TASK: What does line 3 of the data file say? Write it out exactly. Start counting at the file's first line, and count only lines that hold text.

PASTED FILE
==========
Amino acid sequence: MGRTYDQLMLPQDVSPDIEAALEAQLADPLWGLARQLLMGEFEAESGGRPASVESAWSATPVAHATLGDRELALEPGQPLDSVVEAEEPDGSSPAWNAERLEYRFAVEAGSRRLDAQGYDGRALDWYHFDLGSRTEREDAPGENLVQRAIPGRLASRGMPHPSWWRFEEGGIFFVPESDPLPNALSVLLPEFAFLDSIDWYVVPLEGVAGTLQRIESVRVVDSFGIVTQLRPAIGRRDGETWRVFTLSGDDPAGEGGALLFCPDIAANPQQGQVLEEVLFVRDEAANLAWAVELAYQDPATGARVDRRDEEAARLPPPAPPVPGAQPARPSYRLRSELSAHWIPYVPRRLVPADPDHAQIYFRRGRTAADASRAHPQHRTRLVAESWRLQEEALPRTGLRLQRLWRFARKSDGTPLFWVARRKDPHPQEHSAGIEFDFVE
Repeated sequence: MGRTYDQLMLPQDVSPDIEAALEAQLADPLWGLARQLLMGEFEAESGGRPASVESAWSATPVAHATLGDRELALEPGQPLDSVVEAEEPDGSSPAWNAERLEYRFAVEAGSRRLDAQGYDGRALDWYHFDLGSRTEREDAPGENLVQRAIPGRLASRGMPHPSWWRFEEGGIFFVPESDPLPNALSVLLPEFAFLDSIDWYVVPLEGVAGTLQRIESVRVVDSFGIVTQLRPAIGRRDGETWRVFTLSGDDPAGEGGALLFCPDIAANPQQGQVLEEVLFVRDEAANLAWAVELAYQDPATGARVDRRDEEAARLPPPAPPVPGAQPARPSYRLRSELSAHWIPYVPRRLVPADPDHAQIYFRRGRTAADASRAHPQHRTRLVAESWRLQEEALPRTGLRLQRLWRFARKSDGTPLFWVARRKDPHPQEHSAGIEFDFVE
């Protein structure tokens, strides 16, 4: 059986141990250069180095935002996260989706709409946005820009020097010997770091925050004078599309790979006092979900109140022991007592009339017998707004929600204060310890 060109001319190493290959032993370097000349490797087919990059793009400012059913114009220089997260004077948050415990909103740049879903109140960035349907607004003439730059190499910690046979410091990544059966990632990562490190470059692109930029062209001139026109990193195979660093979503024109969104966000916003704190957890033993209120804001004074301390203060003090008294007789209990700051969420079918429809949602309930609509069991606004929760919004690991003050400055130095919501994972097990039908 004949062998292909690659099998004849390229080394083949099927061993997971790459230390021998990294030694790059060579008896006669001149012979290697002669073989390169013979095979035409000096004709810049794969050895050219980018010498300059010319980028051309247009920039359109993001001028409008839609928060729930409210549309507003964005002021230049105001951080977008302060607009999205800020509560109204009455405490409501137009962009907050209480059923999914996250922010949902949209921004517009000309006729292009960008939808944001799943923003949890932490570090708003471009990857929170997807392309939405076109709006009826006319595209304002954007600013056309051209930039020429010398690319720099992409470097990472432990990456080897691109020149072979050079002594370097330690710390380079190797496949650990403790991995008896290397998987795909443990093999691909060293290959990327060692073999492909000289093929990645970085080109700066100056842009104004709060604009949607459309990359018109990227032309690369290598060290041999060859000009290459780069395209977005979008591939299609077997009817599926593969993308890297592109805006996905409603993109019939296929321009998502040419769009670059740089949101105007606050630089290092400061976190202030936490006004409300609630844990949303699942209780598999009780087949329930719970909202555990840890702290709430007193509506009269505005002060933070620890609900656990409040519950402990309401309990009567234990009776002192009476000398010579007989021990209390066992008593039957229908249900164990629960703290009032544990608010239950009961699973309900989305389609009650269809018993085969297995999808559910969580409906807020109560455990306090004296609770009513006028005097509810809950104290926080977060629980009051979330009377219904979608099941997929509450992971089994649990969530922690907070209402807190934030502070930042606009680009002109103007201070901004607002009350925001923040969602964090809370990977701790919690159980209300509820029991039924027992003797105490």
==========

């Protein structure tokens, strides 16, 4: 059986141990250069180095935002996260989706709409946005820009020097010997770091925050004078599309790979006092979900109140022991007592009339017998707004929600204060310890 060109001319190493290959032993370097000349490797087919990059793009400012059913114009220089997260004077948050415990909103740049879903109140960035349907607004003439730059190499910690046979410091990544059966990632990562490190470059692109930029062209001139026109990193195979660093979503024109969104966000916003704190957890033993209120804001004074301390203060003090008294007789209990700051969420079918429809949602309930609509069991606004929760919004690991003050400055130095919501994972097990039908 004949062998292909690659099998004849390229080394083949099927061993997971790459230390021998990294030694790059060579008896006669001149012979290697002669073989390169013979095979035409000096004709810049794969050895050219980018010498300059010319980028051309247009920039359109993001001028409008839609928060729930409210549309507003964005002021230049105001951080977008302060607009999205800020509560109204009455405490409501137009962009907050209480059923999914996250922010949902949209921004517009000309006729292009960008939808944001799943923003949890932490570090708003471009990857929170997807392309939405076109709006009826006319595209304002954007600013056309051209930039020429010398690319720099992409470097990472432990990456080897691109020149072979050079002594370097330690710390380079190797496949650990403790991995008896290397998987795909443990093999691909060293290959990327060692073999492909000289093929990645970085080109700066100056842009104004709060604009949607459309990359018109990227032309690369290598060290041999060859000009290459780069395209977005979008591939299609077997009817599926593969993308890297592109805006996905409603993109019939296929321009998502040419769009670059740089949101105007606050630089290092400061976190202030936490006004409300609630844990949303699942209780598999009780087949329930719970909202555990840890702290709430007193509506009269505005002060933070620890609900656990409040519950402990309401309990009567234990009776002192009476000398010579007989021990209390066992008593039957229908249900164990629960703290009032544990608010239950009961699973309900989305389609009650269809018993085969297995999808559910969580409906807020109560455990306090004296609770009513006028005097509810809950104290926080977060629980009051979330009377219904979608099941997929509450992971089994649990969530922690907070209402807190934030502070930042606009680009002109103007201070901004607002009350925001923040969602964090809370990977701790919690159980209300509820029991039924027992003797105490």